log browser, which allows the operator to select an X.733 alarm from the alarm viewer and then extract and browse the raw
alarm data corresponding to the selected alarm.
Application Registration APIs. These APIs allow the registration of external applications with the alarm viewer and facilitate
passing information about the selected problem conditions to these applications. Application registration APIs can be used
to integrate customer-specific applications. Once registered, the applications can be invoked from the Applications menu
option of the alarm viewer. Taking the example of the raw log browser, the browser would first be registered with the alarm
viewer. Then a problem condition can be selected and the raw log browser application can be invoked. Assuming that a raw
log index is passed as some field in the X.733 alarm (e.g., rawlogindex as a part of additional information), this application can
use the APIs to extract this index, which can be used to access the raw log. The trouble management system provided under
the OEMF also uses these APIs. When a problem condition is selected and a trouble ticket is created for it, the trouble
ticketing application uses these APIs to get information regarding the problem condition.
ProblemCondition Management APIs. These APIs allow an application to interface to the problem condition management
services. The alarm viewer uses these APIs. Customized alarm viewers, an automatic trouble ticketing application, an
automatic problem condition discharge application, and other applications can be written using these APIs. Take, for
example, an automatic problem condition discharge application for managing problems for which the switch normally does
Article 3 October 1996 Hewlett-Packard J ournal 11
not send a clear event. Based on certain criteria like the age of the problem condition, its severity, and so on, this application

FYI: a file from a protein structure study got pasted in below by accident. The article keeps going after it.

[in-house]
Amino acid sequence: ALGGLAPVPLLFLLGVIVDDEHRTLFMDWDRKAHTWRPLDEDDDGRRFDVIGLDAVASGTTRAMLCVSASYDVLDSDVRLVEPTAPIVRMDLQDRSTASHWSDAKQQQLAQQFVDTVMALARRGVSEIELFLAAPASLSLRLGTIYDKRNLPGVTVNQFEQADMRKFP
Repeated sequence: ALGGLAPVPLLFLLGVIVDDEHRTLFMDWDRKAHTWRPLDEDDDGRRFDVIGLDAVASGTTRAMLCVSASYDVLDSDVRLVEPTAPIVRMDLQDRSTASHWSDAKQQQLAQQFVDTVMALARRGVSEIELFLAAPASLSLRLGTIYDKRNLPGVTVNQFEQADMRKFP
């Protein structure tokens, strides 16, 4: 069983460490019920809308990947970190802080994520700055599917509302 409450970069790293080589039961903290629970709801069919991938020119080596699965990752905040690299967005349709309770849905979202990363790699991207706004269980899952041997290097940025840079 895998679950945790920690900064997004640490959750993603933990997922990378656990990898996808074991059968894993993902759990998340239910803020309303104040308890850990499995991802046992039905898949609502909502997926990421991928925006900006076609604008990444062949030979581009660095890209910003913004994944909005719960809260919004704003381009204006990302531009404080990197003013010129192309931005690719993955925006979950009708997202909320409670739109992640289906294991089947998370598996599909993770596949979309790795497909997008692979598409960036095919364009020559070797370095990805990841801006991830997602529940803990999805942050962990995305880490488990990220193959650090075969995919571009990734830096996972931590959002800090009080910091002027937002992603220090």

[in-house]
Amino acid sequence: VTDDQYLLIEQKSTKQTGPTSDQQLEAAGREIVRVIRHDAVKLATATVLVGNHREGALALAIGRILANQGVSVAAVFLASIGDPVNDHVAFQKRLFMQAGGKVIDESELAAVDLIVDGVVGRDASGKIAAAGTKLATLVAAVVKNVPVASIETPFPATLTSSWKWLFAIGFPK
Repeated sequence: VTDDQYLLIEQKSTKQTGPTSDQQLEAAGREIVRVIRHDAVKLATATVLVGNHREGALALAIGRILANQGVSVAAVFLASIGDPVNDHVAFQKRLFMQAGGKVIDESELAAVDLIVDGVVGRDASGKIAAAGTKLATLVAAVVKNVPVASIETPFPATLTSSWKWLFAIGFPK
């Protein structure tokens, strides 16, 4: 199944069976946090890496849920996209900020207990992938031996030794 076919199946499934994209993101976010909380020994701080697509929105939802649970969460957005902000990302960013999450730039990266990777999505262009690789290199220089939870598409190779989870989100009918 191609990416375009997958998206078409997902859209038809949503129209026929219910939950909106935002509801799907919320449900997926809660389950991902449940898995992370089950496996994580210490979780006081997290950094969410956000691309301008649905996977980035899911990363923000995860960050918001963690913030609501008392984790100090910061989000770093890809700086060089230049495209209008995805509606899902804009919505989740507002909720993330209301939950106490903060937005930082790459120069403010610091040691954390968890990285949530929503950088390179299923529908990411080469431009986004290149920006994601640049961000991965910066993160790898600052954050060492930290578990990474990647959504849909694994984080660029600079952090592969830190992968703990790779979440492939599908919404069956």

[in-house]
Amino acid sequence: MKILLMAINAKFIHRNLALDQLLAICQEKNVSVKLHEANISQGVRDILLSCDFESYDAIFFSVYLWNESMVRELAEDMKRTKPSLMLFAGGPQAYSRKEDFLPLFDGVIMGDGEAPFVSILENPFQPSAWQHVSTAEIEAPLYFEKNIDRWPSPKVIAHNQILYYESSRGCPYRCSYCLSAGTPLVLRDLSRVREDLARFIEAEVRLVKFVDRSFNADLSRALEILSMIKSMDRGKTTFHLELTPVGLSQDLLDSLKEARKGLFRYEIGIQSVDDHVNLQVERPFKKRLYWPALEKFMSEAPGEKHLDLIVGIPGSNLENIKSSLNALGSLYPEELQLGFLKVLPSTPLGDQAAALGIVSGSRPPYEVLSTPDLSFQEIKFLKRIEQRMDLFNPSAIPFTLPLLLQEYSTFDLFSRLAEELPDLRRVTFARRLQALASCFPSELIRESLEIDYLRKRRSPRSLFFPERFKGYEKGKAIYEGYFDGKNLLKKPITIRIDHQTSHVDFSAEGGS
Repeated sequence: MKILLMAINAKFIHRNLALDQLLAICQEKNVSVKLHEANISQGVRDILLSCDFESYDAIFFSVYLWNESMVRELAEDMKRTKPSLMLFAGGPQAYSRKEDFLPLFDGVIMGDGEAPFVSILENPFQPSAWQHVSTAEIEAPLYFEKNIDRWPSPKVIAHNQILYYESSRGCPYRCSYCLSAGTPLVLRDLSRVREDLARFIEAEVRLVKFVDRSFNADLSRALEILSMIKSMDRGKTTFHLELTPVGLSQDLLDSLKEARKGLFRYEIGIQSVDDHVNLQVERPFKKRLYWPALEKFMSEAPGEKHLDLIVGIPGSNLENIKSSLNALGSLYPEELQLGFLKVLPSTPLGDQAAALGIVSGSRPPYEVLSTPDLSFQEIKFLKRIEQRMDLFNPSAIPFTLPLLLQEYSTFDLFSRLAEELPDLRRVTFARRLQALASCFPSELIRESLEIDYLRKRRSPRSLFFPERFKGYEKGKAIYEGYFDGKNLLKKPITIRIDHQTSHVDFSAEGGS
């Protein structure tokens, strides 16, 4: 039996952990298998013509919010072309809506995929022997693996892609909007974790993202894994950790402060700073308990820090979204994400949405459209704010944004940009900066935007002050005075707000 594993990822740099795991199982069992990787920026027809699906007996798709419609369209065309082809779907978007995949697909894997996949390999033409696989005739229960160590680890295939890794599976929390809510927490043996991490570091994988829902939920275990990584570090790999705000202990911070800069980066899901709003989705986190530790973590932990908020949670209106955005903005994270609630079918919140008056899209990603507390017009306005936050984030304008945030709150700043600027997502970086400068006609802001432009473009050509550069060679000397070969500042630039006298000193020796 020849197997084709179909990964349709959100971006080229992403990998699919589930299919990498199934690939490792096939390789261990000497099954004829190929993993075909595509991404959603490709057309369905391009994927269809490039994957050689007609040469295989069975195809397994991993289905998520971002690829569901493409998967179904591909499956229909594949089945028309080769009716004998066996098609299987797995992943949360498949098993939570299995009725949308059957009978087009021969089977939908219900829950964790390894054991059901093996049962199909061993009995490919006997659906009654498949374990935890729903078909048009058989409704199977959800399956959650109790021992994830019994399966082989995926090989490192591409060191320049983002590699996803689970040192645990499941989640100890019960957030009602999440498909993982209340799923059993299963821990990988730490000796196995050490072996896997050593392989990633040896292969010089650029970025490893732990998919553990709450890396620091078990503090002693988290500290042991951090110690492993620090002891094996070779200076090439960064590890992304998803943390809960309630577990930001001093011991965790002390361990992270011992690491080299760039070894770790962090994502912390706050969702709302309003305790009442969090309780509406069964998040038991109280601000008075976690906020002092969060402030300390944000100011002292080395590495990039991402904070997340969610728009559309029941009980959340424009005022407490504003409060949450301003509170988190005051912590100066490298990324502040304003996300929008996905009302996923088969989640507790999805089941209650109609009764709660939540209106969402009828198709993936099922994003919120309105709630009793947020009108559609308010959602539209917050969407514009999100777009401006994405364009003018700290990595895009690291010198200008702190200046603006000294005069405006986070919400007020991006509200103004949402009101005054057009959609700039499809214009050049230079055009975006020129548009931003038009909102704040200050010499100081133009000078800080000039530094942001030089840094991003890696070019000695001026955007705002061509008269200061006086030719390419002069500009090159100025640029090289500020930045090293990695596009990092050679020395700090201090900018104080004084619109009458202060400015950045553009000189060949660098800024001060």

can be designed to discharge the problem condition automatically without any manual intervention from the operator.
Map Loader APIs. These APIs allow the customer’s topology to be loaded into the FMP without having to add the objects
manually into the FMP topology. This is extremely useful because the number of objects being managed can range anywhere
from 4000 to more than 40,000. Map loader applications can be written to access the topology database of the customer and
then populate the FMP topology using the map loader APIs.
The FMP APIs have led to the expansion of the number of products integrated under the OEMF umbrella. The FMP
integrated with other best-in-class applications provides an enhanced telecom network management solution for efficient
management of the multivendor, multi-equipment telecommunications networks of today.
I would like to acknowledge the members of the FMP team who have made it all happen, especially Chew Chye-Guan, Tok
Wu-Chuan, Kuan Siew-Weng, Lin Chee-Kheong, Ho Yong-Boon, Vasu Sankhavaram, Prem N. Devadason, and not the least,
project manager David Chua. Special thanks to the TMN, Integration Solutions Center, and Application Integration Center
teams whose valuable suggestions have contributed to the growth of this product.
Motif and Open Software Foundation are trademarks of the Open Software Foundation in the U.S.A. and other countries.
Go to Article 4
Go to Table of Contents
Go to HP J ournal Home Page